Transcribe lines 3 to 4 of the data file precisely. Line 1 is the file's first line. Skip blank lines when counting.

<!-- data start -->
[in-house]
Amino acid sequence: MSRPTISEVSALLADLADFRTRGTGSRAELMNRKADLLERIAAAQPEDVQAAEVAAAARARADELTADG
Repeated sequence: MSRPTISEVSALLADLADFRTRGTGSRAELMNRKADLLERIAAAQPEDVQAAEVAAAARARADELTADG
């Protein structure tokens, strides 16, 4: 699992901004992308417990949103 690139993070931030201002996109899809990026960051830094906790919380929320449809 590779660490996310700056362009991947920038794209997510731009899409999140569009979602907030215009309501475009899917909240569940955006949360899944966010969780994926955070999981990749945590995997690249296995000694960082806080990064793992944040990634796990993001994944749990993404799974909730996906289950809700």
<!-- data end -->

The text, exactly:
Repeated sequence: MSRPTISEVSALLADLADFRTRGTGSRAELMNRKADLLERIAAAQPEDVQAAEVAAAARARADELTADG
């Protein structure tokens, strides 16, 4: 699992901004992308417990949103 690139993070931030201002996109899809990026960051830094906790919380929320449809 590779660490996310700056362009991947920038794209997510731009899409999140569009979602907030215009309501475009899917909240569940955006949360899944966010969780994926955070999981990749945590995997690249296995000694960082806080990064793992944040990634796990993001994944749990993404799974909730996906289950809700």